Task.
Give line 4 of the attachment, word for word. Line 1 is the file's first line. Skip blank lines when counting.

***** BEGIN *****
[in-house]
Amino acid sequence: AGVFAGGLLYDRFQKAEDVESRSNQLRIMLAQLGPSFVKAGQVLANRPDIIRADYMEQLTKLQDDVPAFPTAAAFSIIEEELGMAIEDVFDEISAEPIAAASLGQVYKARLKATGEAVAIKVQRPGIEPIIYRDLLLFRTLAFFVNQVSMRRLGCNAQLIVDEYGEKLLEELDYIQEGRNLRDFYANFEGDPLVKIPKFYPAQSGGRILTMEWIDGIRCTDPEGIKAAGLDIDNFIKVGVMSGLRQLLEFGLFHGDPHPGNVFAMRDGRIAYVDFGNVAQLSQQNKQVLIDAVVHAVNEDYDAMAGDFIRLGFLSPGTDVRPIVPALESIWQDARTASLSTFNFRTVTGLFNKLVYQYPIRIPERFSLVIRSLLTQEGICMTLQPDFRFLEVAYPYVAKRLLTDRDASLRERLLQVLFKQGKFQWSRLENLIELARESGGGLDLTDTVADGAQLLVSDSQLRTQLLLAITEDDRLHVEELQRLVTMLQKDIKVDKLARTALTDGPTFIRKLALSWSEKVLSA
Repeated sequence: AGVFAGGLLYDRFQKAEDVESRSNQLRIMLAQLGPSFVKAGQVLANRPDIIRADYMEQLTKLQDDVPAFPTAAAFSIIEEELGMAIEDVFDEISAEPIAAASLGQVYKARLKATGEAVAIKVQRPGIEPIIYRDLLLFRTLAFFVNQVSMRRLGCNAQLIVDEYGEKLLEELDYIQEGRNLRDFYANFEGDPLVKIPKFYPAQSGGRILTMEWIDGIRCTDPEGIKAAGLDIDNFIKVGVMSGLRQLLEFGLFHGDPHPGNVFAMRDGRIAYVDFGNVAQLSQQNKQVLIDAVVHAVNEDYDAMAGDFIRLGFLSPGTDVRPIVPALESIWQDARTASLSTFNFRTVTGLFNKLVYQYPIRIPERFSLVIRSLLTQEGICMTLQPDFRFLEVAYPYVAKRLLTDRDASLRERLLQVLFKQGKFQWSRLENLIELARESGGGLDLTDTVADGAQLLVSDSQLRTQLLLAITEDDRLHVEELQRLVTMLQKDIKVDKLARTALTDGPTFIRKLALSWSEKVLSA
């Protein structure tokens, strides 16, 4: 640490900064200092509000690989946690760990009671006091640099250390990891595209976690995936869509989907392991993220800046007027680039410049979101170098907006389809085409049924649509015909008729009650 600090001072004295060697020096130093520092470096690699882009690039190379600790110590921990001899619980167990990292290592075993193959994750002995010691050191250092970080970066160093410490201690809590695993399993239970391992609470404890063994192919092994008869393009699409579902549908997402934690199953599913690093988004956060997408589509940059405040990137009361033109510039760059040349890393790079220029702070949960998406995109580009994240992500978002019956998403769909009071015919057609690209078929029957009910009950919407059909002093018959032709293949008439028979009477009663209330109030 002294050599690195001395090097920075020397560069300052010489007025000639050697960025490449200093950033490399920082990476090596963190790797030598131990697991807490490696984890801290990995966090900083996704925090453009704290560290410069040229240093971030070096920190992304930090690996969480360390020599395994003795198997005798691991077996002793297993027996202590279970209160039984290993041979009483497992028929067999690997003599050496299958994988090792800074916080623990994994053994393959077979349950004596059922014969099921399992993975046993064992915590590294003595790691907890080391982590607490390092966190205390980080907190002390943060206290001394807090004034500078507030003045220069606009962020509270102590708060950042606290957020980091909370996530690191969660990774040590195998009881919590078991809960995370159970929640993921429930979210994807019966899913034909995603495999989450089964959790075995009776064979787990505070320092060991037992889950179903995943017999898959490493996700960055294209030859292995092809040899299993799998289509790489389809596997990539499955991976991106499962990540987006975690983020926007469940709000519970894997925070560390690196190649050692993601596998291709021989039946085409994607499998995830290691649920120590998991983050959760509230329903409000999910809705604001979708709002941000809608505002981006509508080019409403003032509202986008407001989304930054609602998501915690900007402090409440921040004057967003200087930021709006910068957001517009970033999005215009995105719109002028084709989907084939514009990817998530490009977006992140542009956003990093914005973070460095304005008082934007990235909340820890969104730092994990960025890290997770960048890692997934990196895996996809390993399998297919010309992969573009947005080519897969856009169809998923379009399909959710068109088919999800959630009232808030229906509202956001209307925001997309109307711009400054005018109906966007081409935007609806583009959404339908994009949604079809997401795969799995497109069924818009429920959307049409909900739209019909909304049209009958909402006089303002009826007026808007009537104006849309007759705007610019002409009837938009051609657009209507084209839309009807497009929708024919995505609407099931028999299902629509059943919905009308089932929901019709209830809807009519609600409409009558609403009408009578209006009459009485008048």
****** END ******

């Protein structure tokens, strides 16, 4: 640490900064200092509000690989946690760990009671006091640099250390990891595209976690995936869509989907392991993220800046007027680039410049979101170098907006389809085409049924649509015909008729009650 600090001072004295060697020096130093520092470096690699882009690039190379600790110590921990001899619980167990990292290592075993193959994750002995010691050191250092970080970066160093410490201690809590695993399993239970391992609470404890063994192919092994008869393009699409579902549908997402934690199953599913690093988004956060997408589509940059405040990137009361033109510039760059040349890393790079220029702070949960998406995109580009994240992500978002019956998403769909009071015919057609690209078929029957009910009950919407059909002093018959032709293949008439028979009477009663209330109030 002294050599690195001395090097920075020397560069300052010489007025000639050697960025490449200093950033490399920082990476090596963190790797030598131990697991807490490696984890801290990995966090900083996704925090453009704290560290410069040229240093971030070096920190992304930090690996969480360390020599395994003795198997005798691991077996002793297993027996202590279970209160039984290993041979009483497992028929067999690997003599050496299958994988090792800074916080623990994994053994393959077979349950004596059922014969099921399992993975046993064992915590590294003595790691907890080391982590607490390092966190205390980080907190002390943060206290001394807090004034500078507030003045220069606009962020509270102590708060950042606290957020980091909370996530690191969660990774040590195998009881919590078991809960995370159970929640993921429930979210994807019966899913034909995603495999989450089964959790075995009776064979787990505070320092060991037992889950179903995943017999898959490493996700960055294209030859292995092809040899299993799998289509790489389809596997990539499955991976991106499962990540987006975690983020926007469940709000519970894997925070560390690196190649050692993601596998291709021989039946085409994607499998995830290691649920120590998991983050959760509230329903409000999910809705604001979708709002941000809608505002981006509508080019409403003032509202986008407001989304930054609602998501915690900007402090409440921040004057967003200087930021709006910068957001517009970033999005215009995105719109002028084709989907084939514009990817998530490009977006992140542009956003990093914005973070460095304005008082934007990235909340820890969104730092994990960025890290997770960048890692997934990196895996996809390993399998297919010309992969573009947005080519897969856009169809998923379009399909959710068109088919999800959630009232808030229906509202956001209307925001997309109307711009400054005018109906966007081409935007609806583009959404339908994009949604079809997401795969799995497109069924818009429920959307049409909900739209019909909304049209009958909402006089303002009826007026808007009537104006849309007759705007610019002409009837938009051609657009209507084209839309009807497009929708024919995505609407099931028999299902629509059943919905009308089932929901019709209830809807009519609600409409009558609403009408009578209006009459009485008048």